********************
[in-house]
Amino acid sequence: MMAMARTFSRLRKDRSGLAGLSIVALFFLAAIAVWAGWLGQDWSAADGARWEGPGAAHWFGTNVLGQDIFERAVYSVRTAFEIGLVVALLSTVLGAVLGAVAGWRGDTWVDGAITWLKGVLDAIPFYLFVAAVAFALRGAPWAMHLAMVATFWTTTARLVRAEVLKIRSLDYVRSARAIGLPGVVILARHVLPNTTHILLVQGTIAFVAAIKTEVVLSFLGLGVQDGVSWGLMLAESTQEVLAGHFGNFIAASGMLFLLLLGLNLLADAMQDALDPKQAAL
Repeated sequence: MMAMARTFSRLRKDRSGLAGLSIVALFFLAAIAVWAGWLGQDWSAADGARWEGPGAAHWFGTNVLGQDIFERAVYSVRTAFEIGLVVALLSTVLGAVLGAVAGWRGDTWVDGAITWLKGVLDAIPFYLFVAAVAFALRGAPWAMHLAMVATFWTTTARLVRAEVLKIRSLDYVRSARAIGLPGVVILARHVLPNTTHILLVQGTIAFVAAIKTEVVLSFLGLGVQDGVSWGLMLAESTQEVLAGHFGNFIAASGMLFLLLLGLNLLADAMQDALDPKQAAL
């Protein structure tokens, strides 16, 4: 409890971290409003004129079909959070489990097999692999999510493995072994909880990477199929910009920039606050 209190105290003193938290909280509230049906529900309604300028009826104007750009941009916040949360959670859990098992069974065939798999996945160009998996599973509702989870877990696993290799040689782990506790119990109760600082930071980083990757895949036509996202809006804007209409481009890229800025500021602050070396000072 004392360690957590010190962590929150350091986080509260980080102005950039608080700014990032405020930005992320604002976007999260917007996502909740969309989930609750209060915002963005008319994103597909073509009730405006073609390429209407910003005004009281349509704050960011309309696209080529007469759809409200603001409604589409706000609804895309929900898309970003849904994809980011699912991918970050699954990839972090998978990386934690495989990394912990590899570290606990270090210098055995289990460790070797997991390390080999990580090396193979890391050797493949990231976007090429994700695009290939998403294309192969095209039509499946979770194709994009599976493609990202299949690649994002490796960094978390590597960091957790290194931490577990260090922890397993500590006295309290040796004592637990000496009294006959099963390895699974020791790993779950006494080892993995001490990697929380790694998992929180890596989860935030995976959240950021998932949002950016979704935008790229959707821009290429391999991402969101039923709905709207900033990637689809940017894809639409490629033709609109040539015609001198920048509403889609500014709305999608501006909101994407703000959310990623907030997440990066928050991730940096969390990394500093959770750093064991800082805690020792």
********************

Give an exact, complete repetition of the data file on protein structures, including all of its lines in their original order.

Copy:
[in-house]
Amino acid sequence: MMAMARTFSRLRKDRSGLAGLSIVALFFLAAIAVWAGWLGQDWSAADGARWEGPGAAHWFGTNVLGQDIFERAVYSVRTAFEIGLVVALLSTVLGAVLGAVAGWRGDTWVDGAITWLKGVLDAIPFYLFVAAVAFALRGAPWAMHLAMVATFWTTTARLVRAEVLKIRSLDYVRSARAIGLPGVVILARHVLPNTTHILLVQGTIAFVAAIKTEVVLSFLGLGVQDGVSWGLMLAESTQEVLAGHFGNFIAASGMLFLLLLGLNLLADAMQDALDPKQAAL
Repeated sequence: MMAMARTFSRLRKDRSGLAGLSIVALFFLAAIAVWAGWLGQDWSAADGARWEGPGAAHWFGTNVLGQDIFERAVYSVRTAFEIGLVVALLSTVLGAVLGAVAGWRGDTWVDGAITWLKGVLDAIPFYLFVAAVAFALRGAPWAMHLAMVATFWTTTARLVRAEVLKIRSLDYVRSARAIGLPGVVILARHVLPNTTHILLVQGTIAFVAAIKTEVVLSFLGLGVQDGVSWGLMLAESTQEVLAGHFGNFIAASGMLFLLLLGLNLLADAMQDALDPKQAAL
């Protein structure tokens, strides 16, 4: 409890971290409003004129079909959070489990097999692999999510493995072994909880990477199929910009920039606050 209190105290003193938290909280509230049906529900309604300028009826104007750009941009916040949360959670859990098992069974065939798999996945160009998996599973509702989870877990696993290799040689782990506790119990109760600082930071980083990757895949036509996202809006804007209409481009890229800025500021602050070396000072 004392360690957590010190962590929150350091986080509260980080102005950039608080700014990032405020930005992320604002976007999260917007996502909740969309989930609750209060915002963005008319994103597909073509009730405006073609390429209407910003005004009281349509704050960011309309696209080529007469759809409200603001409604589409706000609804895309929900898309970003849904994809980011699912991918970050699954990839972090998978990386934690495989990394912990590899570290606990270090210098055995289990460790070797997991390390080999990580090396193979890391050797493949990231976007090429994700695009290939998403294309192969095209039509499946979770194709994009599976493609990202299949690649994002490796960094978390590597960091957790290194931490577990260090922890397993500590006295309290040796004592637990000496009294006959099963390895699974020791790993779950006494080892993995001490990697929380790694998992929180890596989860935030995976959240950021998932949002950016979704935008790229959707821009290429391999991402969101039923709905709207900033990637689809940017894809639409490629033709609109040539015609001198920048509403889609500014709305999608501006909101994407703000959310990623907030997440990066928050991730940096969390990394500093959770750093064991800082805690020792």